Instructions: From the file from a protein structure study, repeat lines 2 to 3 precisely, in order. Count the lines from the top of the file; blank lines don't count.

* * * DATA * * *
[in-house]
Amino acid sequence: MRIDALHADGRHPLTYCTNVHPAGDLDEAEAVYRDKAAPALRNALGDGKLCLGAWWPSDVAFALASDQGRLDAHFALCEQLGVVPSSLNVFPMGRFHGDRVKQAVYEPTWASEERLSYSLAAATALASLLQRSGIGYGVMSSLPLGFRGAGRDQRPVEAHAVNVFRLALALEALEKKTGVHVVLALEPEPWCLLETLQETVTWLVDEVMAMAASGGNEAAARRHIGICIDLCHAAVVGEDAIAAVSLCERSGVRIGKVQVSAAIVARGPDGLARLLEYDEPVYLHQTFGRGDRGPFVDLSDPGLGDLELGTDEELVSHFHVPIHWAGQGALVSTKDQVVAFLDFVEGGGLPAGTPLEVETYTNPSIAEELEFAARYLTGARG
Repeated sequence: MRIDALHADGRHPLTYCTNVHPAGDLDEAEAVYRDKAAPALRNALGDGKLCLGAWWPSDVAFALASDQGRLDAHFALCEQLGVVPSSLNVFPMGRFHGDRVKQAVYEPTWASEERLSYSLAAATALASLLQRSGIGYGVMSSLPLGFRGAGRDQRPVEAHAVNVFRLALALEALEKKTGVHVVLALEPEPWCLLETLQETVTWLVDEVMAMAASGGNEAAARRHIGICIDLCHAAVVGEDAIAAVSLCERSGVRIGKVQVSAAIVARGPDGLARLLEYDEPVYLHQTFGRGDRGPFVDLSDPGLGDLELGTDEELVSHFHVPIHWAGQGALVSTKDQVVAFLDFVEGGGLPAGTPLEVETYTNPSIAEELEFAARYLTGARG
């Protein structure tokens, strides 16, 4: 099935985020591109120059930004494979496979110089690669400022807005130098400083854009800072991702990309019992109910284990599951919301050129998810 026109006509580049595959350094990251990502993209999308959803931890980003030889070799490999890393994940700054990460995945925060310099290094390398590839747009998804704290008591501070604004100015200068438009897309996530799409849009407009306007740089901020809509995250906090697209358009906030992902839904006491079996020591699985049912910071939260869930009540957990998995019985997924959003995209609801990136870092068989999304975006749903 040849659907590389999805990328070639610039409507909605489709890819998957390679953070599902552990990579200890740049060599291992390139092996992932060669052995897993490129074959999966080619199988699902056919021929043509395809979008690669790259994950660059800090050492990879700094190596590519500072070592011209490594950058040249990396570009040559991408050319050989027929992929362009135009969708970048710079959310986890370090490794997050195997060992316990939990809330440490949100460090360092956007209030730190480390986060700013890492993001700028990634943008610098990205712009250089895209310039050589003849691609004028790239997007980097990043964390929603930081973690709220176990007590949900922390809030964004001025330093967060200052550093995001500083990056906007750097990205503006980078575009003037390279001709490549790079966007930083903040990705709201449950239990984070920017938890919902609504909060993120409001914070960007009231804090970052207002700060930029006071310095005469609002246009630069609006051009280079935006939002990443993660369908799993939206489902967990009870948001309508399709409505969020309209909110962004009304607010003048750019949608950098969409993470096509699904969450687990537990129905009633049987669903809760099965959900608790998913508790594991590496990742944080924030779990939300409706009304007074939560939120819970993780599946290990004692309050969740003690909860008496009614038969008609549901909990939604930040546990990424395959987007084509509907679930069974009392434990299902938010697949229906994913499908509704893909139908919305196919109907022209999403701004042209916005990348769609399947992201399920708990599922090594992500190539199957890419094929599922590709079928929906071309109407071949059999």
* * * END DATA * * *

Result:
Amino acid sequence: MRIDALHADGRHPLTYCTNVHPAGDLDEAEAVYRDKAAPALRNALGDGKLCLGAWWPSDVAFALASDQGRLDAHFALCEQLGVVPSSLNVFPMGRFHGDRVKQAVYEPTWASEERLSYSLAAATALASLLQRSGIGYGVMSSLPLGFRGAGRDQRPVEAHAVNVFRLALALEALEKKTGVHVVLALEPEPWCLLETLQETVTWLVDEVMAMAASGGNEAAARRHIGICIDLCHAAVVGEDAIAAVSLCERSGVRIGKVQVSAAIVARGPDGLARLLEYDEPVYLHQTFGRGDRGPFVDLSDPGLGDLELGTDEELVSHFHVPIHWAGQGALVSTKDQVVAFLDFVEGGGLPAGTPLEVETYTNPSIAEELEFAARYLTGARG
Repeated sequence: MRIDALHADGRHPLTYCTNVHPAGDLDEAEAVYRDKAAPALRNALGDGKLCLGAWWPSDVAFALASDQGRLDAHFALCEQLGVVPSSLNVFPMGRFHGDRVKQAVYEPTWASEERLSYSLAAATALASLLQRSGIGYGVMSSLPLGFRGAGRDQRPVEAHAVNVFRLALALEALEKKTGVHVVLALEPEPWCLLETLQETVTWLVDEVMAMAASGGNEAAARRHIGICIDLCHAAVVGEDAIAAVSLCERSGVRIGKVQVSAAIVARGPDGLARLLEYDEPVYLHQTFGRGDRGPFVDLSDPGLGDLELGTDEELVSHFHVPIHWAGQGALVSTKDQVVAFLDFVEGGGLPAGTPLEVETYTNPSIAEELEFAARYLTGARG